Being afraid of the doctor is a common fear among young children. According to parenting blog What to Expect, it’s not uncommon for this fear to begin to develop during the second half of a child’s second year, since this is about the time that your toddler’s able to remember previous visits.
What can you do to help your child overcome a fear of doctors? Here are some tips for before, during and after the visit:
Before the Appointment
- Play doctor. Children learn best while playing. Consider giving your child a toy doctor’s kit and let them play the role of doctor and give you a check-up with their toys.
- Avoid associating the doctor with a punishment. As tempting as it may be to warn your child that if vegetables aren’t eaten, they will get sick and have to go to the doctor, doing so gives the doctor’s visit a negative connotation.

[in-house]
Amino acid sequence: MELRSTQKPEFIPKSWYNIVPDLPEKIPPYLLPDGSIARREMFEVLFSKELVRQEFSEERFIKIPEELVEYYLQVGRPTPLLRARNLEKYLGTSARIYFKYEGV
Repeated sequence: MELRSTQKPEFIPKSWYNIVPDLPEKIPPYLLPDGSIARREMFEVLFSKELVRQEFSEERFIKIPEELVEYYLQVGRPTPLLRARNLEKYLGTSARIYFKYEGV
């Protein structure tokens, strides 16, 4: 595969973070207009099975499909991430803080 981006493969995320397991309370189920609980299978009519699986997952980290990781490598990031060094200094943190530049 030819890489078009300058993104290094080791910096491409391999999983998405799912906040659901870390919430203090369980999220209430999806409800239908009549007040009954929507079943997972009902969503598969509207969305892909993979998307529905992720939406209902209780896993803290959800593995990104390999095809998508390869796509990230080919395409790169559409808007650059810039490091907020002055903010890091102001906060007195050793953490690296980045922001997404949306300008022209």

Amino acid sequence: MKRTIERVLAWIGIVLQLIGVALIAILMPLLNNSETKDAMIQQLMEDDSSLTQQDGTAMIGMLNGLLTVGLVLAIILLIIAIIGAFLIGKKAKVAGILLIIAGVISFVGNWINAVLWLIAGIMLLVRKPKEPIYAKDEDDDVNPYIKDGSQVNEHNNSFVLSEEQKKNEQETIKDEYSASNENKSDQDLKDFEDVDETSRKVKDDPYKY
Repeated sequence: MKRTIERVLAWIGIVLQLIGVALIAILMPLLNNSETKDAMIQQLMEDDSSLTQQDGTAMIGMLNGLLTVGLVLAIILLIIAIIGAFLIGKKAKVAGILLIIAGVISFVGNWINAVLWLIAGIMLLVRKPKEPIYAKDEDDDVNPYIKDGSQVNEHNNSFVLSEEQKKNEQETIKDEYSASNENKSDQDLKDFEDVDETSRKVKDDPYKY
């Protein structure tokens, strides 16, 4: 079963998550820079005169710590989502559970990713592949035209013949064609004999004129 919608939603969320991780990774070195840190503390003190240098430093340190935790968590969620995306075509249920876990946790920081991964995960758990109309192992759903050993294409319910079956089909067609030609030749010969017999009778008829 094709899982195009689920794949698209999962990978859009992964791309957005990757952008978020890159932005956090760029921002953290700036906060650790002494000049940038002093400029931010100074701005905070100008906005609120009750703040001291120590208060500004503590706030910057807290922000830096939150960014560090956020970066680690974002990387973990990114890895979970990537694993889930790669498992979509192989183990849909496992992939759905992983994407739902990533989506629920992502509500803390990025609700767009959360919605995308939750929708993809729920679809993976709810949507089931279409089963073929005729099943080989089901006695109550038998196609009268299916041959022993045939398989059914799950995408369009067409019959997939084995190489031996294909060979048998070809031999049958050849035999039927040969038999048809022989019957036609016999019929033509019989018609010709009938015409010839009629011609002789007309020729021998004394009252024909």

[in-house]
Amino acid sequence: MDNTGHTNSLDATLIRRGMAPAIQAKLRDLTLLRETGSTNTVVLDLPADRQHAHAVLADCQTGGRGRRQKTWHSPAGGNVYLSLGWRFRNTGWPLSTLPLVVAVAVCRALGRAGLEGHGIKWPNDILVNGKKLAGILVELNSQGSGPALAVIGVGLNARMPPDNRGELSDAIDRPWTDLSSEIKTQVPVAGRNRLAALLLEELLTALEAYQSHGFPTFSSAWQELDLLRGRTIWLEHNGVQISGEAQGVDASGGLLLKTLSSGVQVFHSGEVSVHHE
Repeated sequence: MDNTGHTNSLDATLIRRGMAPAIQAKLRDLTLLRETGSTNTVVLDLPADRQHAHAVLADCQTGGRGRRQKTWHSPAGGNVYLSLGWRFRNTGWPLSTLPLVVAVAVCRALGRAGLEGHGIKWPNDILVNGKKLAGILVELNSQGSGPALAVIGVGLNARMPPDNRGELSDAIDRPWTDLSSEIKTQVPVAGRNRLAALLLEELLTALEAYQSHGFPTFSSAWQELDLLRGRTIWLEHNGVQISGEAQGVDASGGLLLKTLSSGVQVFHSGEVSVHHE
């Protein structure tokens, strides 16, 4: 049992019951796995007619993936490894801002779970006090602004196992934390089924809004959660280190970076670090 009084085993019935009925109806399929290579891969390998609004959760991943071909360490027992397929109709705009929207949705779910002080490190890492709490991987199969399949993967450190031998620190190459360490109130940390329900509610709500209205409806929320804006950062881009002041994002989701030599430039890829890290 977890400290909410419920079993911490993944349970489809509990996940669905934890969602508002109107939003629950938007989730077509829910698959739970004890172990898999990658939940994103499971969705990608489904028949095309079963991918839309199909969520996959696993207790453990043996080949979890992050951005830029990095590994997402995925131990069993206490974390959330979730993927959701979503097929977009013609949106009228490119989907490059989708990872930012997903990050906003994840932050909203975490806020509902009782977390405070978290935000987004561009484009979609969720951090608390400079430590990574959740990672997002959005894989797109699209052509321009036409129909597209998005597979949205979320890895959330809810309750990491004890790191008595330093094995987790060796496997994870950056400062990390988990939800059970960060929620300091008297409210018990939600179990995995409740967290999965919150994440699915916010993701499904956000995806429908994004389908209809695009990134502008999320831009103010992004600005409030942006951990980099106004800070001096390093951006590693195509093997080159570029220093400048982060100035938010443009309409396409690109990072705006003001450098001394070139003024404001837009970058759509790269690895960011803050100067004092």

- Read books or find children’s apps, such as consumer health information website Healthline’s “Big Shots Get Shots” free storybook app, that feature positive experiences with the doctor.
During the Appointment
- Try to avoid appointments during times when your child may be hungry or tired.
- If your child is especially fearful or anxious, alert the staff ahead of time.
- Offer as much comfort as possible to calm your child at the doctor’s office. This could include bringing their favorite toy or comfort item, such as a security blanket, or simply holding their hand throughout the visit.
After the Appointment
- Plan something special for after the doctor’s visit, such as your child’s favorite treat or perhaps a trip to the park. It’s important to follow through on this, regardless of how your child acts during the visit, so that they will begin to associate a trip to the doctor with something pleasant.